Hotel idea offered for Ground Zero

Rocket ship: Art Nouveau hotel plan was conceived by Gaudi, a Spanish architect.

January 23, 2003|By Glenn Collins | Glenn Collins,NEW YORK TIMES NEWS SERVICE

NEW YORK -- Halt the competition. Yet another world-class architect has created yet another design for Ground Zero. It is futuristic in the extreme, nearly as tall as the Empire State Building, topped with a star and polychromed in tile and marble. And it resembles nothing so much as a stalagmite -- or a Buck Rogers rocket ship.

The architect? Antonio Gaudi, the Barcelona visionary who was the greatest Spanish exponent of the Art Nouveau style. And the plan, for a New York hotel, was conceived in 1908.

A group of Catalan artists and an American architect intend to enter the never-realized Gaudi plan in the formal ground zero memorial design competition of the Lower Manhattan Development Corp., scheduled to begin this spring.

Some of them make the extraordinary claim that the hotel was intended not only to be built in Manhattan early in the last century, but specifically at the very site where the World Trade Center was eventually built.

"If they only knew about this building, the people of New York would come to love it," said Marc Mascort i Boix, an artist who is co-editor of the Barcelona magazine Rojo and director of a team that has made computer models of the Gaudi building. "Bringing this to New York would be more important than the Olympic games."

He will present Gaudi's hotel plan at the Graduate Center of the City University of New York at 6 p.m. today.

Paul Laffoley, an American artist and architect based in Boston, has mounted a separate homegrown effort to win consideration for the Gaudi hotel at Ground Zero, and he plans to submit the project to the development corporation in April. "It is a prime example of posthumous architecture," he said.

Mascort thinks that the hotel's great hall could be adapted to a memorial for the victims of the terrorist attacks, "and could help the city to heal."

But the Gaudi boosters are flexible about the building's use -- as a hotel or a museum or an office complex -- and allow that "the building could be downtown, or on Fifth Avenue, or on Central Park West," Mascort said. "The main concept is to get together the different cultures of the planet under a common dome."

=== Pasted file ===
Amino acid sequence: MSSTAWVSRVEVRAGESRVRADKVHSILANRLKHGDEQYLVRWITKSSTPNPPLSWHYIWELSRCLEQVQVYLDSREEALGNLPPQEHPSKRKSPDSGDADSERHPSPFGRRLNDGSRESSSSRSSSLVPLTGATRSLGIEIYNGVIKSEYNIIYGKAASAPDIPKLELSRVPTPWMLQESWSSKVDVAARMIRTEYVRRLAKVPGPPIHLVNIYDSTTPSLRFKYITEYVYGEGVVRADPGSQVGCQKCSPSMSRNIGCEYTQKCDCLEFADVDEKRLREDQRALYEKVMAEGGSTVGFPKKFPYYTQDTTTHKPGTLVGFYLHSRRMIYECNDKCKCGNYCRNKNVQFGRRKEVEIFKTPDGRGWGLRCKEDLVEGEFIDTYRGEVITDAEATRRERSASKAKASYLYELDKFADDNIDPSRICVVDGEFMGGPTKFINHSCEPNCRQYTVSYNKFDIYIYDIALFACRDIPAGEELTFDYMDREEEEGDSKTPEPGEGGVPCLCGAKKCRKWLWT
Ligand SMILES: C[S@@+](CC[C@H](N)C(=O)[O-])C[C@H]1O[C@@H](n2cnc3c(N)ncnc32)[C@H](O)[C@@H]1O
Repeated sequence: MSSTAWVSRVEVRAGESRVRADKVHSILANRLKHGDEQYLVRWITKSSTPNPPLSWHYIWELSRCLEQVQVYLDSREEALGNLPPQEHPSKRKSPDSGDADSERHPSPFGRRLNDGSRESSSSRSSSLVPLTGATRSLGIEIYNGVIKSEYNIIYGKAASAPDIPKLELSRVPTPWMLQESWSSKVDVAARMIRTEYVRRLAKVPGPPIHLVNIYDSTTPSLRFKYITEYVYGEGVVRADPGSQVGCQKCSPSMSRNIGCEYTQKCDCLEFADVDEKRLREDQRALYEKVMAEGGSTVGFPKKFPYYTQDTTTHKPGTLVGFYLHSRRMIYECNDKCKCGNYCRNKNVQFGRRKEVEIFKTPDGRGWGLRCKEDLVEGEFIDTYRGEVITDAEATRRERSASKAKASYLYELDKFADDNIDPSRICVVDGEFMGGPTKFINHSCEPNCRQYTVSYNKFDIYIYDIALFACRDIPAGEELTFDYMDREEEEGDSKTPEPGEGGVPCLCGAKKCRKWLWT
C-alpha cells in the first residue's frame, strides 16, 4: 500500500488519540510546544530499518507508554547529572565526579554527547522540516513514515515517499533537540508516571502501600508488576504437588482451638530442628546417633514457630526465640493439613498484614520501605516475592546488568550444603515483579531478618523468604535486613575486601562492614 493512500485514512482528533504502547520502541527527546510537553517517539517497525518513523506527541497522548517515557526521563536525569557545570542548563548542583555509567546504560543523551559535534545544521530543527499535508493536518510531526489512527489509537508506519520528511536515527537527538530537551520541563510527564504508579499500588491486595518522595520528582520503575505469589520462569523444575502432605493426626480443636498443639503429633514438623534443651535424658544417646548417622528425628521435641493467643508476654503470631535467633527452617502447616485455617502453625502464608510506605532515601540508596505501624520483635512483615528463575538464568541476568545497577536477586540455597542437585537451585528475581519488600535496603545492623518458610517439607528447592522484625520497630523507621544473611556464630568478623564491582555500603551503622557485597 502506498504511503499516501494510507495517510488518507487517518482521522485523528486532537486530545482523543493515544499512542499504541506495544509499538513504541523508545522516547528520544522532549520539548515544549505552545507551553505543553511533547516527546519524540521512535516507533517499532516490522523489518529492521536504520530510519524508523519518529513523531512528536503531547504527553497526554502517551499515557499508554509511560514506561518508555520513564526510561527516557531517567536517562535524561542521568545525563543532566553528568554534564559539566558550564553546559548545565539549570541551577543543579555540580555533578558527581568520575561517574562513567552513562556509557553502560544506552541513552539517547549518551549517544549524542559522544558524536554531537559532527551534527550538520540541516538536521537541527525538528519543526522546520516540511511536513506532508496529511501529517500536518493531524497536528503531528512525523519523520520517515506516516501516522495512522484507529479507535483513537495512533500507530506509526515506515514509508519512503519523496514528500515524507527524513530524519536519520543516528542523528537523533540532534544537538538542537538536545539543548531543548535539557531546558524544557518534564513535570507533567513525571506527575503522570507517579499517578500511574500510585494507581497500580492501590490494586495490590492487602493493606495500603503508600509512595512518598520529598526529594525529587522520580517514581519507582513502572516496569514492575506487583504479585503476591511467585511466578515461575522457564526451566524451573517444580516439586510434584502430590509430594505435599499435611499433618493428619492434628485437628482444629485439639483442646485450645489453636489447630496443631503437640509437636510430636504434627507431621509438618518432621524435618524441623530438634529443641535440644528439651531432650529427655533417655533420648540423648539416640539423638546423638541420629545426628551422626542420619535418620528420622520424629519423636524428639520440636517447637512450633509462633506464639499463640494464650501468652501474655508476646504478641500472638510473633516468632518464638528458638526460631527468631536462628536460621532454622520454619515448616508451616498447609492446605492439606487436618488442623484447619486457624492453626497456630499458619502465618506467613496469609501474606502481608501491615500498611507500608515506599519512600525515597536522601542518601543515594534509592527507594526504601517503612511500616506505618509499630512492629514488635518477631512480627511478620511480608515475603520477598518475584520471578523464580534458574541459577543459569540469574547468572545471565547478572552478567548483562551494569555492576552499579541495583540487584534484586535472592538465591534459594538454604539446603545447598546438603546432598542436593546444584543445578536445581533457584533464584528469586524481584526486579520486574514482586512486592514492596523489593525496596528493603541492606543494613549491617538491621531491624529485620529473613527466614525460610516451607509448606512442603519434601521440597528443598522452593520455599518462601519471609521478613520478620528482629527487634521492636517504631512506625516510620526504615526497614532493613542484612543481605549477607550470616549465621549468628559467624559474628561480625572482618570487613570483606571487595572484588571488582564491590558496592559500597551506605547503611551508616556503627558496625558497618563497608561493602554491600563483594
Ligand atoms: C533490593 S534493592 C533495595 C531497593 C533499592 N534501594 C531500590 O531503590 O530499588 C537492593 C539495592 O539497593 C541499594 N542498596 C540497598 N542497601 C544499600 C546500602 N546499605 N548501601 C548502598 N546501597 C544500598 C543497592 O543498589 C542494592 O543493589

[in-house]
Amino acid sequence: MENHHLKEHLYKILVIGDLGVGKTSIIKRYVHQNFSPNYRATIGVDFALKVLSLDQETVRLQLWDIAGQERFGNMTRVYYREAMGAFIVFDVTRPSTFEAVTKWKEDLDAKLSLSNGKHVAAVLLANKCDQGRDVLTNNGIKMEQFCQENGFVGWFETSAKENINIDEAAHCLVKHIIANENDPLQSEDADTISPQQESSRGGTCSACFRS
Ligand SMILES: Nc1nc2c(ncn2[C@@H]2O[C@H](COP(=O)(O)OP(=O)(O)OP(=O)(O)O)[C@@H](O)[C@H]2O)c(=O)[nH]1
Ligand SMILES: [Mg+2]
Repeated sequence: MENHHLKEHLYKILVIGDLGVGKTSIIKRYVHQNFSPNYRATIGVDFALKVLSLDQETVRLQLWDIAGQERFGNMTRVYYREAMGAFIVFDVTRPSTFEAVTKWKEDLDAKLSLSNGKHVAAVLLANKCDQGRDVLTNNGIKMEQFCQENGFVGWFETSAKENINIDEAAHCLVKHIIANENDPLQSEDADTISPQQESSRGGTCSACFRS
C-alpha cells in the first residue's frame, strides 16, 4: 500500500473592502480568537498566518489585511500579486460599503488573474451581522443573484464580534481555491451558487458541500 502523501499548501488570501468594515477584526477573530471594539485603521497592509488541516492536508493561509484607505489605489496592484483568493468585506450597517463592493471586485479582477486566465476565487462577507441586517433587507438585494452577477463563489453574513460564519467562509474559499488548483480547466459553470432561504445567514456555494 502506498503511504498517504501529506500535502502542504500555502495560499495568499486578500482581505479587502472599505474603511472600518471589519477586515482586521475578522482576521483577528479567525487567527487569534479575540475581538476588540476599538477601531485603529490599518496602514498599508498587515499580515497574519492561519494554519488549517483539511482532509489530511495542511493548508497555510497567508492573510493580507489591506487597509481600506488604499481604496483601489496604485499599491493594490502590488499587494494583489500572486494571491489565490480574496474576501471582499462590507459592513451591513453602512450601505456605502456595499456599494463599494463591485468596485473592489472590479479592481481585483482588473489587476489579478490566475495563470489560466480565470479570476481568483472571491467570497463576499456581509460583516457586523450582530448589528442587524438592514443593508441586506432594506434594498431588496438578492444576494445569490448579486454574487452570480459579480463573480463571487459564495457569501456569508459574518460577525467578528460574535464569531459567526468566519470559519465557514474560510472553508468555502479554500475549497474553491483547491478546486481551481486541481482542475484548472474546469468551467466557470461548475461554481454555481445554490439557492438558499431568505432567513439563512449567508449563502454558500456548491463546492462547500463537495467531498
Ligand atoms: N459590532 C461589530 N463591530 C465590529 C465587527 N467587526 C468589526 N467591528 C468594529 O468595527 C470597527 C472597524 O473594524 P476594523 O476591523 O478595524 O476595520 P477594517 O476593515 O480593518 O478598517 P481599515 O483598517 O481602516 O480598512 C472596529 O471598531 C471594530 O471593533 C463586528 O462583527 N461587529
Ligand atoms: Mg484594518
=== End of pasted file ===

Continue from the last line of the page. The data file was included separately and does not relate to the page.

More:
Birthday celebrated

The cultified Gaudi was celebrated with a rich calendar of events last year when Barcelona declared the 150th anniversary of his birth the Year of Gaudi. The hotel design, which was the subject of one of the exhibitions, has elements of two of Gaudi's Barcelona masterpieces, the exuberant 330-foot-high Sagrada Familia church and the undulating Casa Mila apartment house.

If the hotel, as designed, had been built, it would have been 1,181 feet to the top of its star, the world's tallest building. (The Empire State Building, at 1,250 feet, would then have claimed the title when it was completed in 1931.)

Gaudi's studio and files were destroyed by fire in 1936, during the Spanish Civil War. But Juan Bassegoda i Nonell, curator of the Real Catedra Gaudi at the University of Barcelona, the state entity for Gaudi study, said that seven small original Gaudi pencil sketches for the American hotel had survived.

They were in a large Gaudi collection that the professor acquired for the university in 1971 from Juan Matamala y Flotats, a sculptor and artist who was Gaudi's assistant. The Gaudi works came from his father, Lorenzo Matamala y Pinyol, the principal model-maker and sculptor for the Sagrada Familia.

Bassegoda said that Juan Matamala, who would have been working in the Gaudi studio as a teenager in 1908, wrote a 64-page monograph in 1956, "describing the hotel project and making 10 additional drawings based on memories of what he had seen in 1908.

Although the project is described as a hotel, its central plan resembles a Brobdingnagian catering hall-cum-convention center, an all-purpose tourist attraction. Thus its name, remembered by Matamala as the Hotel Attraction.

Gaudi had planned something typically gaudy: like some of his works in Barcelona, the hotel was to have been rainbow-hued in tile and marble. It would have been a group of clustered towers, of reinforced concrete over steel, in Gaudi's sturdy trademark parabolic shapes that also animate the Sagrada Familia.

The hotel's 360-foot- by-360-foot ground floor was to contain a titanic reception hall, surrounded by large saloons connected to a clutch of outbuildings and towers containing meeting rooms, apartments and hotel rooms.

In the central tower there were to be five monumental dining rooms dedicated to five continents; each was to seat 400.

Yet another dining room on the sixth floor was to be topped by an exhibition hall, and above that was planned a theater and conference room.

Atop that was to be a cathedral-like 375-foot-high space honoring all the American presidents, in a hall decorated with stained glass windows, mosaics and frescos.

The starlike top, which Matamala said was called the sphere of all space, would have afforded a panoramic view.

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